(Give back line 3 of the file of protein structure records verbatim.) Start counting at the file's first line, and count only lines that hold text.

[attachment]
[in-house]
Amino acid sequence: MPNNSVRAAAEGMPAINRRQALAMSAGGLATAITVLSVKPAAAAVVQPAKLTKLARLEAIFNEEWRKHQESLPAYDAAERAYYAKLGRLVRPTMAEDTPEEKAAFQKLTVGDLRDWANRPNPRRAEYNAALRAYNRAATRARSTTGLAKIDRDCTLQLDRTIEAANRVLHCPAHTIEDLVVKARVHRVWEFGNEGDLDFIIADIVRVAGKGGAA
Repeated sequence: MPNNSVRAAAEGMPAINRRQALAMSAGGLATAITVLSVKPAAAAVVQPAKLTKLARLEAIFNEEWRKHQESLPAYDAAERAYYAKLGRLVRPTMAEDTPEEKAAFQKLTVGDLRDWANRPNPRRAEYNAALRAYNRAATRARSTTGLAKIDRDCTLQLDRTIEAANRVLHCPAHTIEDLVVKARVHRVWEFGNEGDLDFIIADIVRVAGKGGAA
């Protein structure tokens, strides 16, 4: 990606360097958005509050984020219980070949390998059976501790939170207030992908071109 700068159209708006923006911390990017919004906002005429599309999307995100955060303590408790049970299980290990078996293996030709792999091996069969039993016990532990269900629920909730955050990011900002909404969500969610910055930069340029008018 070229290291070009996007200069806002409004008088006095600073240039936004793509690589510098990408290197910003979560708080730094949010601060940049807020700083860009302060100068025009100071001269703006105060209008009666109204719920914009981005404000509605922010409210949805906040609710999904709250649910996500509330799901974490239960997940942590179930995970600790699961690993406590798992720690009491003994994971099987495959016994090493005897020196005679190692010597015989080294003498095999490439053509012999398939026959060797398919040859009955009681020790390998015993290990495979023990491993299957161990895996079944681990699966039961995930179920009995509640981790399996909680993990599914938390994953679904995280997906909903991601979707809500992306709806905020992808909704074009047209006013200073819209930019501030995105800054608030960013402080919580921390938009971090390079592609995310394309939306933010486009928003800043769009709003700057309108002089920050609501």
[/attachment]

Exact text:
Repeated sequence: MPNNSVRAAAEGMPAINRRQALAMSAGGLATAITVLSVKPAAAAVVQPAKLTKLARLEAIFNEEWRKHQESLPAYDAAERAYYAKLGRLVRPTMAEDTPEEKAAFQKLTVGDLRDWANRPNPRRAEYNAALRAYNRAATRARSTTGLAKIDRDCTLQLDRTIEAANRVLHCPAHTIEDLVVKARVHRVWEFGNEGDLDFIIADIVRVAGKGGAA